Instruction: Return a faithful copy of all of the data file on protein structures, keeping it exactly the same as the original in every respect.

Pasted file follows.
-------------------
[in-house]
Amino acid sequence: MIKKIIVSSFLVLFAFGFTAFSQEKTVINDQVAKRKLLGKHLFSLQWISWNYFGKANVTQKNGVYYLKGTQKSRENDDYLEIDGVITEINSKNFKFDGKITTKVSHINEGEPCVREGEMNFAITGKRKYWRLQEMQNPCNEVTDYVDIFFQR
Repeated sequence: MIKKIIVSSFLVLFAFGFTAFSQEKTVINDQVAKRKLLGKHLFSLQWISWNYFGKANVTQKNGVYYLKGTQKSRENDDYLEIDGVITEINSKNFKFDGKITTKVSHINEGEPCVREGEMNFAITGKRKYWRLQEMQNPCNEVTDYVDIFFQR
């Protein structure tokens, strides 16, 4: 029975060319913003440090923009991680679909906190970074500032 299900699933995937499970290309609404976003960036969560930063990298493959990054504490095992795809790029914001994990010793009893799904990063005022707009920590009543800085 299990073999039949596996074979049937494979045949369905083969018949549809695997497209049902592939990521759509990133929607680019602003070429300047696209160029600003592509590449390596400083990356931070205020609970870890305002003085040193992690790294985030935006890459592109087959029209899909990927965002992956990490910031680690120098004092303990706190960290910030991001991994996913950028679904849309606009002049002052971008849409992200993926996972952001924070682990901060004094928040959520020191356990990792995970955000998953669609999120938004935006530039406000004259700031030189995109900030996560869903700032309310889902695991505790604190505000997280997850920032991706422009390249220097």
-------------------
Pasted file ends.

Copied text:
[in-house]
Amino acid sequence: MIKKIIVSSFLVLFAFGFTAFSQEKTVINDQVAKRKLLGKHLFSLQWISWNYFGKANVTQKNGVYYLKGTQKSRENDDYLEIDGVITEINSKNFKFDGKITTKVSHINEGEPCVREGEMNFAITGKRKYWRLQEMQNPCNEVTDYVDIFFQR
Repeated sequence: MIKKIIVSSFLVLFAFGFTAFSQEKTVINDQVAKRKLLGKHLFSLQWISWNYFGKANVTQKNGVYYLKGTQKSRENDDYLEIDGVITEINSKNFKFDGKITTKVSHINEGEPCVREGEMNFAITGKRKYWRLQEMQNPCNEVTDYVDIFFQR
């Protein structure tokens, strides 16, 4: 029975060319913003440090923009991680679909906190970074500032 299900699933995937499970290309609404976003960036969560930063990298493959990054504490095992795809790029914001994990010793009893799904990063005022707009920590009543800085 299990073999039949596996074979049937494979045949369905083969018949549809695997497209049902592939990521759509990133929607680019602003070429300047696209160029600003592509590449390596400083990356931070205020609970870890305002003085040193992690790294985030935006890459592109087959029209899909990927965002992956990490910031680690120098004092303990706190960290910030991001991994996913950028679904849309606009002049002052971008849409992200993926996972952001924070682990901060004094928040959520020191356990990792995970955000998953669609999120938004935006530039406000004259700031030189995109900030996560869903700032309310889902695991505790604190505000997280997850920032991706422009390249220097």